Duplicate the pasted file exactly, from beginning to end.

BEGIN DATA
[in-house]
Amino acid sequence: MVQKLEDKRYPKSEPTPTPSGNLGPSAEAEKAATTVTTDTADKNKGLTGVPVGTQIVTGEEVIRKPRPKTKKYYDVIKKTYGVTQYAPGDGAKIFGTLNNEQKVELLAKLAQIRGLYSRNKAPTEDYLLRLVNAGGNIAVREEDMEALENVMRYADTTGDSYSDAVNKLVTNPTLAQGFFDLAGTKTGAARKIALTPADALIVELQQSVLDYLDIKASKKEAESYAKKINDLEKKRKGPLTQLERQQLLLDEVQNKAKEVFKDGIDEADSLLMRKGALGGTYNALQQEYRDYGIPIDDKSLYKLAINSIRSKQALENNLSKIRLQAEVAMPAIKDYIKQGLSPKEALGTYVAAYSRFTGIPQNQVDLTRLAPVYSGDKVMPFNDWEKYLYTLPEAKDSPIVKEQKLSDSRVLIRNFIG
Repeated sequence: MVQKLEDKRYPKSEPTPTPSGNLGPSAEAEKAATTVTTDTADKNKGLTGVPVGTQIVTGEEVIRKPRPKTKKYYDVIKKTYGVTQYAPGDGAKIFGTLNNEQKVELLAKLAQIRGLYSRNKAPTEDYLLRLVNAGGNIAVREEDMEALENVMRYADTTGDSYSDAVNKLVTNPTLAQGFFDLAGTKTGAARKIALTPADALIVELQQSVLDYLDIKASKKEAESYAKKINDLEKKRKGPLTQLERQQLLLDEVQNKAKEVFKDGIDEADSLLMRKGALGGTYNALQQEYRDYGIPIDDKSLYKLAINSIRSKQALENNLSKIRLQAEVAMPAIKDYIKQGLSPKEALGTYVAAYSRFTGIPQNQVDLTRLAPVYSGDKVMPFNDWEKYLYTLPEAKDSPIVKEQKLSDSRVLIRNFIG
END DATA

[in-house]
Amino acid sequence: MVQKLEDKRYPKSEPTPTPSGNLGPSAEAEKAATTVTTDTADKNKGLTGVPVGTQIVTGEEVIRKPRPKTKKYYDVIKKTYGVTQYAPGDGAKIFGTLNNEQKVELLAKLAQIRGLYSRNKAPTEDYLLRLVNAGGNIAVREEDMEALENVMRYADTTGDSYSDAVNKLVTNPTLAQGFFDLAGTKTGAARKIALTPADALIVELQQSVLDYLDIKASKKEAESYAKKINDLEKKRKGPLTQLERQQLLLDEVQNKAKEVFKDGIDEADSLLMRKGALGGTYNALQQEYRDYGIPIDDKSLYKLAINSIRSKQALENNLSKIRLQAEVAMPAIKDYIKQGLSPKEALGTYVAAYSRFTGIPQNQVDLTRLAPVYSGDKVMPFNDWEKYLYTLPEAKDSPIVKEQKLSDSRVLIRNFIG
Repeated sequence: MVQKLEDKRYPKSEPTPTPSGNLGPSAEAEKAATTVTTDTADKNKGLTGVPVGTQIVTGEEVIRKPRPKTKKYYDVIKKTYGVTQYAPGDGAKIFGTLNNEQKVELLAKLAQIRGLYSRNKAPTEDYLLRLVNAGGNIAVREEDMEALENVMRYADTTGDSYSDAVNKLVTNPTLAQGFFDLAGTKTGAARKIALTPADALIVELQQSVLDYLDIKASKKEAESYAKKINDLEKKRKGPLTQLERQQLLLDEVQNKAKEVFKDGIDEADSLLMRKGALGGTYNALQQEYRDYGIPIDDKSLYKLAINSIRSKQALENNLSKIRLQAEVAMPAIKDYIKQGLSPKEALGTYVAAYSRFTGIPQNQVDLTRLAPVYSGDKVMPFNDWEKYLYTLPEAKDSPIVKEQKLSDSRVLIRNFIG